One of the weak points of reliance on cloud computing services is that you’re constantly at the mercy of the company your data is in – and, as you don’t pay for the service, the relationship that you have with the company is not that of customer and supplier.
That means, of course, that it’s all too easy for a company simply to cut you off from your data with no simple way back. Take this example:
“Many web applications have limitations that are not disclosed to users. If you happen to use an application too frequently or upload too much data, your access will be disabled. In most cases, you’ll see a message that informs you about the penalty, but Google Notebook chose a different strategy: showing a 404 error message.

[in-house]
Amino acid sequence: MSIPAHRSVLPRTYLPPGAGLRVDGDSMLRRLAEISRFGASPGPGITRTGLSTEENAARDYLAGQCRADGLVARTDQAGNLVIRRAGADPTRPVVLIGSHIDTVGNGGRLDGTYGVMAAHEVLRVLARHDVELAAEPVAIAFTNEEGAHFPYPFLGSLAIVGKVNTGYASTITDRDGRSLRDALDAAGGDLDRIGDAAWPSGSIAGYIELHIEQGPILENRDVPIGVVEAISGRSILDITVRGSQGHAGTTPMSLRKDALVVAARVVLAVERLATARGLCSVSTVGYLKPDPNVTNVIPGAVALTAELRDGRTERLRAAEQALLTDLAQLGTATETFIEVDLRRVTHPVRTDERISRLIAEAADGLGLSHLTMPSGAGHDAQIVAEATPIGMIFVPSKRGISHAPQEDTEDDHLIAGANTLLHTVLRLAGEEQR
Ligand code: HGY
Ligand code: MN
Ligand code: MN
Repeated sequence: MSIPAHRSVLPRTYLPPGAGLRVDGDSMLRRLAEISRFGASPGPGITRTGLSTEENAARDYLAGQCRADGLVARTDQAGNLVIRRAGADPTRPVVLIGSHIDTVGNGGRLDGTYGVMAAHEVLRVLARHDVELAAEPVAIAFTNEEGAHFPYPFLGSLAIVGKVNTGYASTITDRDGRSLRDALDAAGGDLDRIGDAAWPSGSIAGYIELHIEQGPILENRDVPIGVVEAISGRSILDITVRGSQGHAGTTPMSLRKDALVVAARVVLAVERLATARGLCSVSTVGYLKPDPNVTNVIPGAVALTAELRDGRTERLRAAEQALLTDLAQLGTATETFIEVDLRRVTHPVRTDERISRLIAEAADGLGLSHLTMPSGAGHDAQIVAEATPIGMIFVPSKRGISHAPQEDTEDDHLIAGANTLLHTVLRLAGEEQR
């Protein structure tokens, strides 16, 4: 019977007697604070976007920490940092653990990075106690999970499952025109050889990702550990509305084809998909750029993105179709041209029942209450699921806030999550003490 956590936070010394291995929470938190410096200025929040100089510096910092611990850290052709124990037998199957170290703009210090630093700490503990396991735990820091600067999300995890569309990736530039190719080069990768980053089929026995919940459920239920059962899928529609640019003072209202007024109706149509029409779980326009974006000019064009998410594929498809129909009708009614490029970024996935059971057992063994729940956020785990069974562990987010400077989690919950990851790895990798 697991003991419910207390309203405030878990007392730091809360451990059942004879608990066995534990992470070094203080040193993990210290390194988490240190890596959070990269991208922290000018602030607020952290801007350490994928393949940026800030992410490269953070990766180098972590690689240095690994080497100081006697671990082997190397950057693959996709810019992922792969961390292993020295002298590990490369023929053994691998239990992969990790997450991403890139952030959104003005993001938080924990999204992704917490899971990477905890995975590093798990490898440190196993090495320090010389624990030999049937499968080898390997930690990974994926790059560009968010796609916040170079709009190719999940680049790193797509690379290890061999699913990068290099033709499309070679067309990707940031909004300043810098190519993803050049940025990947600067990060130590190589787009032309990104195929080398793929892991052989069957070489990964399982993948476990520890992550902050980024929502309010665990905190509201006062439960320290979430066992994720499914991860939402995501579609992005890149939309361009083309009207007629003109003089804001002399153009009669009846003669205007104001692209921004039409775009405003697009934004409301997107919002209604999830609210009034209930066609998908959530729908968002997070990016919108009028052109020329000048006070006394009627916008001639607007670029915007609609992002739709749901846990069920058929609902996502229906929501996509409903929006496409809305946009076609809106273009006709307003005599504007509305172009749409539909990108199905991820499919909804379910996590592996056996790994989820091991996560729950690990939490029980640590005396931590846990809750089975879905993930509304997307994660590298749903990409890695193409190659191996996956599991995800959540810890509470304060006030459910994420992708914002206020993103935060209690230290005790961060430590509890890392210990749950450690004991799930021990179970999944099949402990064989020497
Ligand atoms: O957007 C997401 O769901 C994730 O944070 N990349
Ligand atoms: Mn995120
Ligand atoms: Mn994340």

‘Back on December 20, I wrote about my frustration with Google Notebook, which I use every day as a way to archive much of what I read online (…). For some off reason, it seemed like Google Notebook was down, and yet I could find no other description of the issue online, which made me think I must be mad,’ writes Ran Barton.
He received a message from Google that explained the problem. ‘Your account was accidentally blacklisted by a blacklisting heuristic that looked at total size of notebook information. We’ve revised the heuristic, so you shouldn’t be accidentally blacklisted again in the future.'”
Now I don’t know about you, but access to my notes is pretty important to me. I can’t afford for those notes to simply disappear into the aether just because a company arbitrarily decides that I’m violating some rule or other. With a real supplier, one that I’m paying for, I’d expect them to actually talk to me before cutting off the service. Getting it for free, it’s far too easy for this not to happen.